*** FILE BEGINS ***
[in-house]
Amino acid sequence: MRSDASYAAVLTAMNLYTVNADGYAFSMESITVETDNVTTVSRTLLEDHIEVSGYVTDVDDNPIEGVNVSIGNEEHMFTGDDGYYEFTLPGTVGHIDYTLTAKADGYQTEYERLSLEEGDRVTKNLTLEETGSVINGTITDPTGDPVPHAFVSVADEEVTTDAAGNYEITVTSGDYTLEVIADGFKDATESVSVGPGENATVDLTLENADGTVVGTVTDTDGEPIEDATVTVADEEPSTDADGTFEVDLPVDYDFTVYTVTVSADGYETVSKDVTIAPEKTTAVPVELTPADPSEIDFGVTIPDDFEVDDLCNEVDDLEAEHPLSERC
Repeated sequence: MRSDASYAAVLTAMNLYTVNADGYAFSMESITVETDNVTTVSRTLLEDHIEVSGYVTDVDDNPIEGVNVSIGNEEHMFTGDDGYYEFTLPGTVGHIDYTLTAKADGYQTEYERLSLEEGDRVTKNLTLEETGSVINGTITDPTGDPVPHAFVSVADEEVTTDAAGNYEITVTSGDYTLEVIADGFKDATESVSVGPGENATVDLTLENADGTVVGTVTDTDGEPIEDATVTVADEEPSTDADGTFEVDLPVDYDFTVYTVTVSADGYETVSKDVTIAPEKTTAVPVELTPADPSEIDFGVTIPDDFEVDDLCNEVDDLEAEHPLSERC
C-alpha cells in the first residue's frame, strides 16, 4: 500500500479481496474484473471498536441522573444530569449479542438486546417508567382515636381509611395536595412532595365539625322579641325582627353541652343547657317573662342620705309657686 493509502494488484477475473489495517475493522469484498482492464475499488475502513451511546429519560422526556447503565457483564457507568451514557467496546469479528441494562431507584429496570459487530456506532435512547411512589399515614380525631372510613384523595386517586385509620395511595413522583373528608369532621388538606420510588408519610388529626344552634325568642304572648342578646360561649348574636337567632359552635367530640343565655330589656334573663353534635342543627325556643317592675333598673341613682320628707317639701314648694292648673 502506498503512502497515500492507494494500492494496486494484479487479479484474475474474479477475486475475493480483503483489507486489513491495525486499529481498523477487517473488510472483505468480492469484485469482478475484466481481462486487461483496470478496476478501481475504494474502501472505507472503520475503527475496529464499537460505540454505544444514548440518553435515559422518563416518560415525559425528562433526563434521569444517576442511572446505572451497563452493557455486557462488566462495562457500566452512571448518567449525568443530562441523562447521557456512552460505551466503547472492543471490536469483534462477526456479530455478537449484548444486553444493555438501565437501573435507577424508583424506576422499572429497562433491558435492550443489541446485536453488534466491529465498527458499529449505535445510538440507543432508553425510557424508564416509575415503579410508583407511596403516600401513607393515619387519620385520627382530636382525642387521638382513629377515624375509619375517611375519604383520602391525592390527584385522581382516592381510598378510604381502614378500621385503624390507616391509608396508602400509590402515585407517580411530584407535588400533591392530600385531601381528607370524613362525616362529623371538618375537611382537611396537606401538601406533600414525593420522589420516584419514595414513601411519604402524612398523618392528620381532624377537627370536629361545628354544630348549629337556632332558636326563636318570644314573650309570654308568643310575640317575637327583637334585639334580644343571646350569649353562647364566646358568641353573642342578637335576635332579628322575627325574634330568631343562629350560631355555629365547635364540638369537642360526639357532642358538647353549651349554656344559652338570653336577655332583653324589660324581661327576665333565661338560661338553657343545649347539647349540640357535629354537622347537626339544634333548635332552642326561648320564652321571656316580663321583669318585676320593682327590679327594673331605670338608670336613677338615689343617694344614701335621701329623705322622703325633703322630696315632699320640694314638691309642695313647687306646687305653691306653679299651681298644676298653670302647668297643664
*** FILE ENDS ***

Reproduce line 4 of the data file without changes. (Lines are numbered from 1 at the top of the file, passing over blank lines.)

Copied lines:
C-alpha cells in the first residue's frame, strides 16, 4: 500500500479481496474484473471498536441522573444530569449479542438486546417508567382515636381509611395536595412532595365539625322579641325582627353541652343547657317573662342620705309657686 493509502494488484477475473489495517475493522469484498482492464475499488475502513451511546429519560422526556447503565457483564457507568451514557467496546469479528441494562431507584429496570459487530456506532435512547411512589399515614380525631372510613384523595386517586385509620395511595413522583373528608369532621388538606420510588408519610388529626344552634325568642304572648342578646360561649348574636337567632359552635367530640343565655330589656334573663353534635342543627325556643317592675333598673341613682320628707317639701314648694292648673 502506498503512502497515500492507494494500492494496486494484479487479479484474475474474479477475486475475493480483503483489507486489513491495525486499529481498523477487517473488510472483505468480492469484485469482478475484466481481462486487461483496470478496476478501481475504494474502501472505507472503520475503527475496529464499537460505540454505544444514548440518553435515559422518563416518560415525559425528562433526563434521569444517576442511572446505572451497563452493557455486557462488566462495562457500566452512571448518567449525568443530562441523562447521557456512552460505551466503547472492543471490536469483534462477526456479530455478537449484548444486553444493555438501565437501573435507577424508583424506576422499572429497562433491558435492550443489541446485536453488534466491529465498527458499529449505535445510538440507543432508553425510557424508564416509575415503579410508583407511596403516600401513607393515619387519620385520627382530636382525642387521638382513629377515624375509619375517611375519604383520602391525592390527584385522581382516592381510598378510604381502614378500621385503624390507616391509608396508602400509590402515585407517580411530584407535588400533591392530600385531601381528607370524613362525616362529623371538618375537611382537611396537606401538601406533600414525593420522589420516584419514595414513601411519604402524612398523618392528620381532624377537627370536629361545628354544630348549629337556632332558636326563636318570644314573650309570654308568643310575640317575637327583637334585639334580644343571646350569649353562647364566646358568641353573642342578637335576635332579628322575627325574634330568631343562629350560631355555629365547635364540638369537642360526639357532642358538647353549651349554656344559652338570653336577655332583653324589660324581661327576665333565661338560661338553657343545649347539647349540640357535629354537622347537626339544634333548635332552642326561648320564652321571656316580663321583669318585676320593682327590679327594673331605670338608670336613677338615689343617694344614701335621701329623705322622703325633703322630696315632699320640694314638691309642695313647687306646687305653691306653679299651681298644676298653670302647668297643664